This returns the String representation of the tag when its closed.

It only contains text content, no children tags, because tags are garbage collected when their not in use anymore.

tag.children(childrenscope)

tag.children(function () {
    this.attr({id:2})
    this.$tag("quote", "trololo") // same as this.$tag("quote").children("trololo")
})
tag.children("content") // same as tag.text("content")

This applies a children scope on a tag.

The tag instance directly accessible via this.

The children parameter of Tag::tag is passed to this method.

Emits whatever event is emitted inside the children scope (of course).

tag.up([opts])

tag.up()
tag.up({end:false}) // don't close tag

Useful for chaining, because it returns the parent tag.

It closes the tag by default unless opts.end is set to false.

Can emit an end Event.

tag.add(newtag)

other = new asyncxml.Tag("other")
tag.add(other)

Append a new Tag.

Adapter specific objects can be passed too.

For example if you use the jQuery Adapter you can pass a jQuery Object as parameter.

Emits an add Event.

tag.replace(newtag)

other = new asyncxml.Tag("other")
tag.replace(other)

Replace a tag with another one.

todo merge tag instances on data model level

Emits a replace Event.

tag.remove()

tag.remove()

Remove a tag immediately. The tag gets automatically closed.

Emits a remove Event.

tag.attr([key, [value]])

tag.attr() // results in an js object containing all tag attributes
tag.attr("id") // results in the value of attribute "id"
tag.attr("id", 3) // set attribute "id" to 3 and returns the tag instance for chaining
tag.attr({id:4}) // set many attributes at once

Set or Get tag attributes.

When using an adapter getting an attribute results in a value provided by the adapter.

When getting a value the results can be interpreted as follow:

  • undefined the tag doesn't have this attribute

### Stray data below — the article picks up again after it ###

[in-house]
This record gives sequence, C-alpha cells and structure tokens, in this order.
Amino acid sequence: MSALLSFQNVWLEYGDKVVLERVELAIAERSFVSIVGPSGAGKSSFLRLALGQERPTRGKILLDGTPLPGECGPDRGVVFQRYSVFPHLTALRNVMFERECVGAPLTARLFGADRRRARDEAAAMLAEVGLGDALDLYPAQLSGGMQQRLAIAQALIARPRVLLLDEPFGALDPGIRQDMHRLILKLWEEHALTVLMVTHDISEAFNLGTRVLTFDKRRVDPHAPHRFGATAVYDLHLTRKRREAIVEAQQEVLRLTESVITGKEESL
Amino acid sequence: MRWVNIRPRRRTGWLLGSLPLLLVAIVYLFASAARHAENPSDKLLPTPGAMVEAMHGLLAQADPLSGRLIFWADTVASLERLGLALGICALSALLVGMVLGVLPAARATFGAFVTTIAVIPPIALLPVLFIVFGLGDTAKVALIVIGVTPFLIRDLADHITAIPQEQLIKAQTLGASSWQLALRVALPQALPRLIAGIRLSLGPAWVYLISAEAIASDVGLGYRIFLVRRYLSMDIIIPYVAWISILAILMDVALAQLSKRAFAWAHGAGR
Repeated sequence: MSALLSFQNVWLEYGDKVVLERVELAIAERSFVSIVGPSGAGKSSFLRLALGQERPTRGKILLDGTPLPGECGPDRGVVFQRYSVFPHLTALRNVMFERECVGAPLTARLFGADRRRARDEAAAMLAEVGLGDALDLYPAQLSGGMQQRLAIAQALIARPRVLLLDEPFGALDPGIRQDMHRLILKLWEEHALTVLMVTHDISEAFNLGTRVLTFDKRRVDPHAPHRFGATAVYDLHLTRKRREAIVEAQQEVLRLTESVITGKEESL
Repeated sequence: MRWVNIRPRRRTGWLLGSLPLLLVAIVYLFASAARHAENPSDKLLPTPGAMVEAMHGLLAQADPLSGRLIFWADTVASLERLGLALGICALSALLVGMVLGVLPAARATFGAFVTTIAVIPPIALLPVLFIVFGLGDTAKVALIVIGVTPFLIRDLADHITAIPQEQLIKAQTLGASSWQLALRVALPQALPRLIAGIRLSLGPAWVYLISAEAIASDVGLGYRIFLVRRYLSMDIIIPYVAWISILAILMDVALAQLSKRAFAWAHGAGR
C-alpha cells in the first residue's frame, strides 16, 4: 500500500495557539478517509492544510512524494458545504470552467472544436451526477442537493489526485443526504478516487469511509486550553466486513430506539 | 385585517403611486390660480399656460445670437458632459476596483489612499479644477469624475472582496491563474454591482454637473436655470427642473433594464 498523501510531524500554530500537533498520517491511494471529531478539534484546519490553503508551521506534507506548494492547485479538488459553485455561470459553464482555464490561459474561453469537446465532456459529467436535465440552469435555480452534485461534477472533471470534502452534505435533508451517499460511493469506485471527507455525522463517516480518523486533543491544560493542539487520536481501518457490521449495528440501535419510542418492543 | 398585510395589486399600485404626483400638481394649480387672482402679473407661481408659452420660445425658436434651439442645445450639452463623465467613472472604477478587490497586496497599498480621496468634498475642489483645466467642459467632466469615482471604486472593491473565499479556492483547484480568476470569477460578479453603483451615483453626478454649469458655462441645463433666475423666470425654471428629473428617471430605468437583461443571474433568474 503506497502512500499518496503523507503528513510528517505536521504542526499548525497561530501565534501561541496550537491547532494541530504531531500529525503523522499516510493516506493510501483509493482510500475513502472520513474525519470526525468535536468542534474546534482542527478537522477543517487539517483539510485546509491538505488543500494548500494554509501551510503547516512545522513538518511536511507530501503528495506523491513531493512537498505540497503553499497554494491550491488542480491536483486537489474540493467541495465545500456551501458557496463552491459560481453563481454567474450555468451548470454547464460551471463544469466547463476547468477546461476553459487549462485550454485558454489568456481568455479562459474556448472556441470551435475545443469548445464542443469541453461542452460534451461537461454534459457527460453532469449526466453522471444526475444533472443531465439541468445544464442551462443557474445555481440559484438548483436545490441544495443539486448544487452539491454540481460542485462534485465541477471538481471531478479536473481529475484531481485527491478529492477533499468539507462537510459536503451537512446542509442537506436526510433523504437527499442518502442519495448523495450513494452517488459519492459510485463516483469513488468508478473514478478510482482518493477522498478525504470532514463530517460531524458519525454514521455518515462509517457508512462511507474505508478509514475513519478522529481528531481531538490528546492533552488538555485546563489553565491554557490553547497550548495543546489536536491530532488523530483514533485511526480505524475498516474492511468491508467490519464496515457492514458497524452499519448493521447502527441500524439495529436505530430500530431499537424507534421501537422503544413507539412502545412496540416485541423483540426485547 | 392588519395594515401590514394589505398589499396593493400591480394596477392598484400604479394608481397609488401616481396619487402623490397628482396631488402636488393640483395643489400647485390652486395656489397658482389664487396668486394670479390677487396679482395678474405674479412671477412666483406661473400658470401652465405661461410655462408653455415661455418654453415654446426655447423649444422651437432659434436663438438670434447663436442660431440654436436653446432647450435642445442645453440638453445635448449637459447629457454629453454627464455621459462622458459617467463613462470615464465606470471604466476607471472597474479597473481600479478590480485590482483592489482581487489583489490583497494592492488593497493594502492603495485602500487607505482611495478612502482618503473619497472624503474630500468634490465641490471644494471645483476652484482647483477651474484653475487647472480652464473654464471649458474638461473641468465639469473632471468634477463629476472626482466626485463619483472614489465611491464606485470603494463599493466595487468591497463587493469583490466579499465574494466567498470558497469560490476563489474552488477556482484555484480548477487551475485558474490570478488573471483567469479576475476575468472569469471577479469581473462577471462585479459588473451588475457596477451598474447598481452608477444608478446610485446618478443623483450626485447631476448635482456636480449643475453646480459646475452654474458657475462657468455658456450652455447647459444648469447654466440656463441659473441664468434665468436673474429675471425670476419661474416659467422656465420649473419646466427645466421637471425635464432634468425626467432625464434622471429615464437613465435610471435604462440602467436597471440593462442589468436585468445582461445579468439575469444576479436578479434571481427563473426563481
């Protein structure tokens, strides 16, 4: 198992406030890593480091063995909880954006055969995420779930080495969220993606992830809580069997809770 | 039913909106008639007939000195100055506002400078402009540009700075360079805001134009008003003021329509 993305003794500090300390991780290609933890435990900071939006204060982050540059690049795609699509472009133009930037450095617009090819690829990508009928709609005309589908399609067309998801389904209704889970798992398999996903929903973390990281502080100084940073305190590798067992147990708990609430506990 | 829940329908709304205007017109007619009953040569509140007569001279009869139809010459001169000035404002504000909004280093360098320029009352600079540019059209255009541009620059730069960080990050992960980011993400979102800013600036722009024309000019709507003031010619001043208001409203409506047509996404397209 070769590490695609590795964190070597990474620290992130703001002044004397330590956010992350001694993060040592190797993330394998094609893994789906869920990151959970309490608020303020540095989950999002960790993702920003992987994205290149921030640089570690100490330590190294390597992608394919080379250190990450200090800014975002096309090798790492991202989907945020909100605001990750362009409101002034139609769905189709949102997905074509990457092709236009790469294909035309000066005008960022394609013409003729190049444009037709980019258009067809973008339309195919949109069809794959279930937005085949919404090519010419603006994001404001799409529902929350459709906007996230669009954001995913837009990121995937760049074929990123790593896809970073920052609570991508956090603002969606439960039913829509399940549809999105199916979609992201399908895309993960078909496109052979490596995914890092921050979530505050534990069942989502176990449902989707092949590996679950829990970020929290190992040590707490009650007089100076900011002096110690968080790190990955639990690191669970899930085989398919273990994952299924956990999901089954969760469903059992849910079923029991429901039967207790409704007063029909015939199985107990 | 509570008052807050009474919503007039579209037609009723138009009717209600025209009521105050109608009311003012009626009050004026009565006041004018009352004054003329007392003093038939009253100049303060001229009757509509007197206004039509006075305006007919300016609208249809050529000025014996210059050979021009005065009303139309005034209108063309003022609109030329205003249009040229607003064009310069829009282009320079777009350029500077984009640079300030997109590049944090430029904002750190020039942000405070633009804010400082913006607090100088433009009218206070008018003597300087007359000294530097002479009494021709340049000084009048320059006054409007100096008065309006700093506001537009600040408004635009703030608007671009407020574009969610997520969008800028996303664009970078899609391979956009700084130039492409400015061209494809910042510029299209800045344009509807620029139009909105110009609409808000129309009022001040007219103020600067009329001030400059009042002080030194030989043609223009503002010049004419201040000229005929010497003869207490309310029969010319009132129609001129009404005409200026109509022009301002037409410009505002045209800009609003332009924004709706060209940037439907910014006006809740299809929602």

• null the attributes doesn't have a value
  • everything else is a the value of the attribute

e.g. if you use the jQuery Adapter the resulting value is the return value of jQuery.attr.

Emits an attr Event.

tag.text([content, [opts]])

tag.text() // get text of a tag
tag.text("content") // set text

Set or Get tag text content.

Options:

  • escape
  • append

Emits a text and data Event.

When using an adapter getting text results in the content provided by the adapter.

e.g. if you use the jQuery Adapter the resulting text is the return value of jQuery.text.

tag.raw(html, [opts])

tag.raw("<div>notfunny</div>")

Insert raw html content into a tag.

Emits a raw and data Event.

tag.write(data, [opts])

fs = require('fs')
fs.createReadStream(filename).pipe(tag)

Write tag data.

Useful to pipe file content into a tag (as text). (dunno what happens if you pipe binary through)

Options:

  • escape

Emits a data Event.

tag.hide()

tag.hide()

Hide a tag.

When a tag is hidden, data events are omitted.

Emits a hide Event.

tag.show()

tag.show()

Show a tag.

Reverses the effect from Tag::hide.

Emits a show Event.

tag.end()

tag.end()

Closes a tag.

The end event will only appear when all children tags are closed.

The close event gets triggered when the closing part of the tag (</tag>) gets emitted.

Emits an end and a close Event.


events

Some events have special behavior when it comes to where they can be received.

Most events travel up the XML tree, some can be only received on their parents.

global

['add', 'attr', 'text', 'raw', 'data', 'show', 'hide', 'remove', 'replace', 'close']

These events can be received from every single tag.

When you listen on a specific tag you get these events from the tag you are listening on and from all the children tags (recursive).

When you listen on a builder instance you get all events from all tags.

local

['new', 'end']

These events can be received from every single tag.

When you listen for new on a specific tag you get 'new' events from only the tag you are listening on and from all its direct children (only 1 level deep).

When you listen for new on a builder instance you get 'new' events for all the tags that are created direclty on the builder.

When you listen for end on a specific tag you get the 'end' event only from the tag you are listening on.

When you listen for end on a builder instance you get the 'end' event when the last tag is closed.

partials

It's recursive! just add a builder instance to a tag:

xml = new Builder
sub = new Builder
root = xml.tag('root').add(sub).end()